Crescitelli was believed to have been killed in the Boxer Rebellion. Crescitelli's confreres, who had known him well and for many years, started his beatification cause in 1908, only eight years after his death. The testimony provided by the confreres was unanimous about the holiness of Crescitelli's life.
At the Vatican, in St. Peter's Basilica on 18 February 1951, Pope Pius XII declared Alberico Crescitelli "blessed." The Pope's speech was memorable especially for the passage in which he described Father Alberico's martyrdom:
Pope John Paul II included him in the list of 120 Martyr Saints of China canonized in St. Peter's Square on October 1, 2000.
This large group canonisation was bitterly opposed in China itself, with Bishop Fu Tieshan, the leader of the state-run Chinese Patriotic Catholic Association describing it as "intolerable". A statement released by the Chinese Foreign Ministry alleged that "some of those canonised by the Vatican this time perpetrated outrages such as raping or looting in China and committed unforgivable crimes against the Chinese people." A further statement from China's State Administration of Religious Affairs singled out Alberico Crescitelli for special comment, alleging that he had been "notorious for taking the 'right of the first night' of each bride under his diocese." The Catholic Church's Holy Spirit Study Centre in Hong Kong has described the accusations as baseless.In his homily at the canonisation ceremony on 1 October 2000, Pope John Paul II made a statement asking for forgiveness for any past wrongs by the missionaries to China: "There are those who with a partial and not very objective reading of history see only limits and errors in their action. If they happened - is there any man exempt from defects? - we ask for forgiveness."Amandina of Schakkebroek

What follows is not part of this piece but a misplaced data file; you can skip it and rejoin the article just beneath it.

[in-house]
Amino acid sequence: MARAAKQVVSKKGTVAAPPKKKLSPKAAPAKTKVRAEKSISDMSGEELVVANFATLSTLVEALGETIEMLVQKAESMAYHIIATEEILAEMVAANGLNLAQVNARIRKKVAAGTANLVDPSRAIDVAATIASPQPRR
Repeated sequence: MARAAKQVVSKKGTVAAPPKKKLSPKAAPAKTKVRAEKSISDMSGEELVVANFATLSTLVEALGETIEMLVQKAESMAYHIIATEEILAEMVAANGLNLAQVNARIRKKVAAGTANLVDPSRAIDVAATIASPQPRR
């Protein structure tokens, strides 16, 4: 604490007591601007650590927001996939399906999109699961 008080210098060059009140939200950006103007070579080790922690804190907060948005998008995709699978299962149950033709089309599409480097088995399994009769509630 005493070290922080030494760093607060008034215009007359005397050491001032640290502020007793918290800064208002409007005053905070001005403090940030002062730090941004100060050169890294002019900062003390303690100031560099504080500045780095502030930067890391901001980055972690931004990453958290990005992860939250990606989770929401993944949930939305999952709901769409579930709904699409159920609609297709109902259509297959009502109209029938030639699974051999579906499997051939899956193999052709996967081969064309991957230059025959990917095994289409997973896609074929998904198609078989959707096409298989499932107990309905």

Saint Amandina of Schakkebroek (28 December 1872 in Schakkebroek, Herk-de-Stad – 9 July 1900 in Taiyuan), born under the name of Pauline Jeuris, was a Belgian Franciscan missionary sister in China. She was beatified and canonized together with other martyrs of the Boxer rebellion.China Martyrs of 1900
The "China Martyrs of 1900" is a term used by some Protestant Christians to refer to American and European missionaries and converts who were killed during the Boxer Rebellion, when attacks targeting Christians and foreigners took place in northern China.Chinese Martyrs
Chinese Martyrs is the name given to a number of members of the Catholic Church and the Eastern Orthodox Church who were killed in China during the 19th and early 20th centuries. They are celebrated as martyrs by their respective churches. Most were Chinese laity, but others were missionaries from various other countries; many of them died during the Boxer Rebellion.February 29
February 29, also known as leap day or leap year day, is a date added to most years that are divisible by 4, such as 2016, 2020, and 2024. A leap day is added in various solar calendars (calendars based on the Earth's revolution around the Sun), including the Gregorian calendar standard in most of the world. Lunisolar calendars (whose months are based on the phases of the Moon) instead add a leap or intercalary month.In the Gregorian calendar, years that are divisible by 100, but not by 400, do not contain a leap day. Thus, 1700, 1800, and 1900 did not contain a leap day; neither will 2100, 2200, and 2300. Conversely, 1600 and 2000 did and 2400 will. Years containing a leap day are called leap years. Years not containing a leap day are called common years. February 29 is the 60th day of the Gregorian calendar, in such a year, with 306 days remaining until the end of the year. In the Chinese calendar, this day will only occur in years of the monkey, dragon, and rat.